Why Your Weight as a Teen Is Important
You may not like being overweight as a teen. Despite your unhappiness, it can also be really hard to shed the excess weight. Maybe knowing what the future holds, health wise, can inspire you to lose weight. A new study suggests that your weight as a teen has been linked to a risk of heart failure in early middle age.
Researchers followed over 1.6 million Swedish men, from their teen years into early middle age, during the years of 1968 through 2005. Teens were considered normal weight with a BMI range of 18.5 to 25. Until recently, Swedish men were required to enlist in the armed forces at age 18. At the time of enlisting, rigorous physical examinations occurred. The researchers analyzed data, collected from 1,610,437 men from the registry, who had follow up physicals over the course of five to forty two years, with the average follow up time clocking in at 23 years. During that observation time period, 5492 men were admitted to the hospital for heart failure. The average age of that diagnosis was 47 years old.
The researchers correlated BMI values at age 18 to the heart event data. They found that:
• Compared with men who had a BMI between 18.5 and 20 at age 18, men with a BMI of 20 to 22.5 had a 22% increase of risk of heart failure.
• The risk nearly doubled for men with a BMI of 22.5 to 25 and more than tripled for men who had a BMI between 25 and 27.5 at age 18.
• The risk increased six fold for men who had a BMI between 30 to 35 and was nearly ten-fold for those with a BMI of 35 or more at age 18 when they registered for the Swedish army.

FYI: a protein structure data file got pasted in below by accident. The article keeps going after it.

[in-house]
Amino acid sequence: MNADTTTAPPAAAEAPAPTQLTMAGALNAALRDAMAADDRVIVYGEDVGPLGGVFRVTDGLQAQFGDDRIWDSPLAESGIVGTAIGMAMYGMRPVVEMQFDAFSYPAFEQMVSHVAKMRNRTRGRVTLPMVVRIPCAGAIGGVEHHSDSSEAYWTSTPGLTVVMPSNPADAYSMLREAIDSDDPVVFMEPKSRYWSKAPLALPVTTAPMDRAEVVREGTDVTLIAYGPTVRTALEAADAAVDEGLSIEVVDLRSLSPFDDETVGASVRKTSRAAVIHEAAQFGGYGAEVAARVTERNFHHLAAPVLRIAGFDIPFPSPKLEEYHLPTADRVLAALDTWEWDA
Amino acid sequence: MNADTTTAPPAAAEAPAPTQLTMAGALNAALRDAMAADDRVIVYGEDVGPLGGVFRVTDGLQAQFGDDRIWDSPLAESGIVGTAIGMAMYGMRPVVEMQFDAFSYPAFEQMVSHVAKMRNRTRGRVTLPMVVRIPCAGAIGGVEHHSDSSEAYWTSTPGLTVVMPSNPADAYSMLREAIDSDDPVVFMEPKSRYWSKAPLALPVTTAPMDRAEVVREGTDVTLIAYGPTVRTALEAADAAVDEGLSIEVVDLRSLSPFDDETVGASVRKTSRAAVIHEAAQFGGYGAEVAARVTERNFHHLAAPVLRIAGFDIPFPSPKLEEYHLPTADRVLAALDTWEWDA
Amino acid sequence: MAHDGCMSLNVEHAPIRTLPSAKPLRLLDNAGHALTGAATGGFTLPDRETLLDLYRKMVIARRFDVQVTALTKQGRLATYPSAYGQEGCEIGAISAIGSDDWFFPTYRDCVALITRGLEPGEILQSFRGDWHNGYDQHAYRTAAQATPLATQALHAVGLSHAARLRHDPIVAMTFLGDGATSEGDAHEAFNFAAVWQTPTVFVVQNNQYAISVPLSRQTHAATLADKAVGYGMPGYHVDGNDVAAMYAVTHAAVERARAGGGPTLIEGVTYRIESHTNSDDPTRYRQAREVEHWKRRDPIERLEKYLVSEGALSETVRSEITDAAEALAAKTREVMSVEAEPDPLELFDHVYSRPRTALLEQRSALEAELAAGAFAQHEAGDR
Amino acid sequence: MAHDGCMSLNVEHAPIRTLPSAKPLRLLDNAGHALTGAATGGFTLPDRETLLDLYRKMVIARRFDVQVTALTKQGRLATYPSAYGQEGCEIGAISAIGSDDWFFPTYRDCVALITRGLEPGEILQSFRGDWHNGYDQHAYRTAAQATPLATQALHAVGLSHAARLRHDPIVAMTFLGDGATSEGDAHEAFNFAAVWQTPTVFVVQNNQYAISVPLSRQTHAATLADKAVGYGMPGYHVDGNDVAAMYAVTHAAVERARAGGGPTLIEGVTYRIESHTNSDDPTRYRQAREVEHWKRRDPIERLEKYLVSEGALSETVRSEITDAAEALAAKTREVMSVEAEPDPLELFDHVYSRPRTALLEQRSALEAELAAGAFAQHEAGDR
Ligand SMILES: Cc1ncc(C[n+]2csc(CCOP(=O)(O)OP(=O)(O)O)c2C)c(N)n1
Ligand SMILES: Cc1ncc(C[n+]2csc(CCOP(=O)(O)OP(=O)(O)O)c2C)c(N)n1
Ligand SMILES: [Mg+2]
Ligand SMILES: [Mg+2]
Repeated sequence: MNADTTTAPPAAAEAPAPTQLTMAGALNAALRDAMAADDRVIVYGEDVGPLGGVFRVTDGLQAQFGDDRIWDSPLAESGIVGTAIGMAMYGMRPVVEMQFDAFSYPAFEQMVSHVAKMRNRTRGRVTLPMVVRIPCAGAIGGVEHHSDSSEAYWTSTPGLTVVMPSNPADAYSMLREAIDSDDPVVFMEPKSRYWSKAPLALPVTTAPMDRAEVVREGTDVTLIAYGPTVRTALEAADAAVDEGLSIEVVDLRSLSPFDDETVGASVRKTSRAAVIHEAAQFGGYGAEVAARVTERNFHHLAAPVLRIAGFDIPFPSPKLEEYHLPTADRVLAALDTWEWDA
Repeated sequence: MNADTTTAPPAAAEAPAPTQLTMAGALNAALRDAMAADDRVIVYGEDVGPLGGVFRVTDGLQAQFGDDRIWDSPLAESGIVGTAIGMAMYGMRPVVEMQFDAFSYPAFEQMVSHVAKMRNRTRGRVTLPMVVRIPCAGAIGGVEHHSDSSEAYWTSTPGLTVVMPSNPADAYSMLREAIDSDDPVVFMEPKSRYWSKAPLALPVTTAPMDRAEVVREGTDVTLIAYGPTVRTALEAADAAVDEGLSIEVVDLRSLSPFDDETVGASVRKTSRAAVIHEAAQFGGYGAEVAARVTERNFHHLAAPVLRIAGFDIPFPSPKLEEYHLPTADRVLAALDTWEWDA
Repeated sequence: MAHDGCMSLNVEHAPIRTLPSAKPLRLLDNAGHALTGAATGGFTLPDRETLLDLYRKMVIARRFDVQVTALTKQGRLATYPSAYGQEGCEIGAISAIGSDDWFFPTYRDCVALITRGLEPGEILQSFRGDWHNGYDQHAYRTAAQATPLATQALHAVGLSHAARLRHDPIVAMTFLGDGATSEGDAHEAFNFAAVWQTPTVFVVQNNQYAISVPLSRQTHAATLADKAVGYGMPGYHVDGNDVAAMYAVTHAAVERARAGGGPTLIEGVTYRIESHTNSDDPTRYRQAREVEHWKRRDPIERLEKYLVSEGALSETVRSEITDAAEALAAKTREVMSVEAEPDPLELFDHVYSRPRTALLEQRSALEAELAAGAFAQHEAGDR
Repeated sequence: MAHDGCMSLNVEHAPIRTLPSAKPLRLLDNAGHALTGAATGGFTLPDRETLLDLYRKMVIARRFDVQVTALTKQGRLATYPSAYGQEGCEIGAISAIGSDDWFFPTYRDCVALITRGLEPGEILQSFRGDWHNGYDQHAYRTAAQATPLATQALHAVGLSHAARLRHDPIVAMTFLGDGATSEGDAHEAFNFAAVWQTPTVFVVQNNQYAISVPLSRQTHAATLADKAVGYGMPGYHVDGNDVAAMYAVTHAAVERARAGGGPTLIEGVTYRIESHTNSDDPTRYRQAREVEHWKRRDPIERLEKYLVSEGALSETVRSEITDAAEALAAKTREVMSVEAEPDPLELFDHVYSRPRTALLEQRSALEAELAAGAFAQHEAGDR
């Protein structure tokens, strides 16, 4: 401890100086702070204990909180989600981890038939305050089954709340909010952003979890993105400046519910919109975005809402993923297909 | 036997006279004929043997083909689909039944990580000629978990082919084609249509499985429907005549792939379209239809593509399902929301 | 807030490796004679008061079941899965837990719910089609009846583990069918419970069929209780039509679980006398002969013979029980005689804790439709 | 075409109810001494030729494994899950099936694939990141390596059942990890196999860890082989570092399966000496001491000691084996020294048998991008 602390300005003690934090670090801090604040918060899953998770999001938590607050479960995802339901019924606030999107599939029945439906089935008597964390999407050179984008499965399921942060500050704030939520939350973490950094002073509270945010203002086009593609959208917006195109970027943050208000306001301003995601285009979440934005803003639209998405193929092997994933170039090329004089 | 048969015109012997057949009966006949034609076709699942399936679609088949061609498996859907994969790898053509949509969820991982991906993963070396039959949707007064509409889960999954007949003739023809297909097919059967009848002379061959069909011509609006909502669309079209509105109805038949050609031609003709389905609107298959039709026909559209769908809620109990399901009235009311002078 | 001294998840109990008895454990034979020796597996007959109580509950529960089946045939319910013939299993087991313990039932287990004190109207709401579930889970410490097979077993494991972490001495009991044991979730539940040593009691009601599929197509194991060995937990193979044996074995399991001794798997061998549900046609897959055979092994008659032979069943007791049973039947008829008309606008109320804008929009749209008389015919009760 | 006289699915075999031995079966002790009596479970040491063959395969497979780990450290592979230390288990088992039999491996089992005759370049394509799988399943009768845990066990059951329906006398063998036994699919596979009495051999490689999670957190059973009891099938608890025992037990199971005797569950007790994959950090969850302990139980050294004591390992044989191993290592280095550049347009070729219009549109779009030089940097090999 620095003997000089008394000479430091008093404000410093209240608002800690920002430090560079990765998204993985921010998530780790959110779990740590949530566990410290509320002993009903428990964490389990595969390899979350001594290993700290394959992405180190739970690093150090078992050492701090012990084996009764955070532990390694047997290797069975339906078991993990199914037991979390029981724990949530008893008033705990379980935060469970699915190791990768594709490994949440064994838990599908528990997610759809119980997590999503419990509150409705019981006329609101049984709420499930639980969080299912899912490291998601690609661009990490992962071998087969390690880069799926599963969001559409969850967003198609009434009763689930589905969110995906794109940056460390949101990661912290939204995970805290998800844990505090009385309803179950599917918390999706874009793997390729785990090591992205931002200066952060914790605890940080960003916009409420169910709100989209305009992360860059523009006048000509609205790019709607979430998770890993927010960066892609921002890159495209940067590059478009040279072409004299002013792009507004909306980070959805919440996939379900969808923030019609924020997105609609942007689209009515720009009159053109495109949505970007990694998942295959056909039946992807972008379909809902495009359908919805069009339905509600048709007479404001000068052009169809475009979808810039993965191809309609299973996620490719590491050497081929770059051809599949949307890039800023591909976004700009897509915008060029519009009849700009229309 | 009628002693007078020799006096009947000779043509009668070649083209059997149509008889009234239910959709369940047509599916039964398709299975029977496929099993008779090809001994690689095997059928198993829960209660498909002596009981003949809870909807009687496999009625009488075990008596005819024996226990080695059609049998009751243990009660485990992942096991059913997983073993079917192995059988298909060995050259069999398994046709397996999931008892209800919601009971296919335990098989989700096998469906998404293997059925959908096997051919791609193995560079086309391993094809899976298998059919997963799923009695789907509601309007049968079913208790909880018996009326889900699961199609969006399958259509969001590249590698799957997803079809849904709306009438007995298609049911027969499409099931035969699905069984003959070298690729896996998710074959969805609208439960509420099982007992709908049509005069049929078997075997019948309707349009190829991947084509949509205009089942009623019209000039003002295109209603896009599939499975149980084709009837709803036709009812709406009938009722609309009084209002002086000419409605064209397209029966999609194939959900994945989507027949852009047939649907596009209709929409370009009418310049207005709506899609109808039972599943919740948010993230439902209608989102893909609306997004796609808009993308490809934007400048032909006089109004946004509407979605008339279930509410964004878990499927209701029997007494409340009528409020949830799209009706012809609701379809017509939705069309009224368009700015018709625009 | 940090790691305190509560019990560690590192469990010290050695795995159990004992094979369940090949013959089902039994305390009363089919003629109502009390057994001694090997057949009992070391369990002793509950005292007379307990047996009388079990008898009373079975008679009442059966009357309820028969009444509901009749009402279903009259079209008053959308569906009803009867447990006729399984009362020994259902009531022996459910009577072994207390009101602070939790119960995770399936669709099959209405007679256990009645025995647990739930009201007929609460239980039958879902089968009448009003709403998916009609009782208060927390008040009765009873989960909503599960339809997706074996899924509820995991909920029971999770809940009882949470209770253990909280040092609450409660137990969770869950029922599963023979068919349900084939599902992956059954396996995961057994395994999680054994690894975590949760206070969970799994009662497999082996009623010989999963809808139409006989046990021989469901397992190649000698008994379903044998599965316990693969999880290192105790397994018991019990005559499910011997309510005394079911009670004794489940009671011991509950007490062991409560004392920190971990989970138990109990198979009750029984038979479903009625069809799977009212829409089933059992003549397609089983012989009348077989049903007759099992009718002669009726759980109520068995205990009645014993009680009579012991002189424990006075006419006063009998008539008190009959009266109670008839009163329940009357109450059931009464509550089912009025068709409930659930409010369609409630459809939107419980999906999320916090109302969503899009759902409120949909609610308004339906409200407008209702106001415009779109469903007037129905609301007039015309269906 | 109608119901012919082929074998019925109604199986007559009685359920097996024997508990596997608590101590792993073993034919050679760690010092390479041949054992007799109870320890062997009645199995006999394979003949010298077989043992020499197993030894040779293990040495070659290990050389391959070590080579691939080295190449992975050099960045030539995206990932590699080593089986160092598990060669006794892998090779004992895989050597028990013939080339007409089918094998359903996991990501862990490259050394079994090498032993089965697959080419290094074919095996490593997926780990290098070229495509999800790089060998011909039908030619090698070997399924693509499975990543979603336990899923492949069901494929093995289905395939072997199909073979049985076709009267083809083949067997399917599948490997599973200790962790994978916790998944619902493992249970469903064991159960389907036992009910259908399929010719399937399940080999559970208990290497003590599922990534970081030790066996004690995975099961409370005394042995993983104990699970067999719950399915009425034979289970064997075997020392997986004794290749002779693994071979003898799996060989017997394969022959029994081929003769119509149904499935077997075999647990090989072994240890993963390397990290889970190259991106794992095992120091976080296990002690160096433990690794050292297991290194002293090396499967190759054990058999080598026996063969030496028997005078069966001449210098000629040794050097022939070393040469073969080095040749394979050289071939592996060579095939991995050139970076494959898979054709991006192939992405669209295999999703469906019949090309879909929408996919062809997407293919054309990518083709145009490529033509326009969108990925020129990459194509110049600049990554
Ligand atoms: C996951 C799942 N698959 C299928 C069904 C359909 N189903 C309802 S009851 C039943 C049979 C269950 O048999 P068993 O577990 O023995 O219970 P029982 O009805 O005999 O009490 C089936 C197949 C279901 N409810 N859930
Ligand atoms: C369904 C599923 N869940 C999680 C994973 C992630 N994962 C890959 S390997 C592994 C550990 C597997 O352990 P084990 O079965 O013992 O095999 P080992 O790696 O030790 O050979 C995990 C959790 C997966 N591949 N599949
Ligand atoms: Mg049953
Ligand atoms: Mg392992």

The researchers did point out some limitations for the study: it only examined data from men and it did not have strong data on weight after that initial physical exam. Despite the limitations of the study, this was a very large group of subjects so the researchers believe the findings do have significant implications.
Currently healthcare professionals do focus on risk factors that can put someone at a higher likelihood of developing certain worrisome health conditions like heart disease. This study suggests that a teen’s weight may be a strong predictor for future heart disease and for dangerous cardiac events. It’s important to emphasize to teens the possible future consequences of being overweight or of gaining excess weight during their teen years.
Of course, intercepting childhood obesity can help to dramatically limit the risk of a child becoming an overweight teen. Parents, educators, and pediatricians all need to play a role in reducing or modifying the risk of childhood and adolescent obesity. Programs like HealthCorps and HCU (HealthCorps University) help, by offering nutrition, fitness and mental strength education and support in select high schools nationwide.
Source: European Heart Journal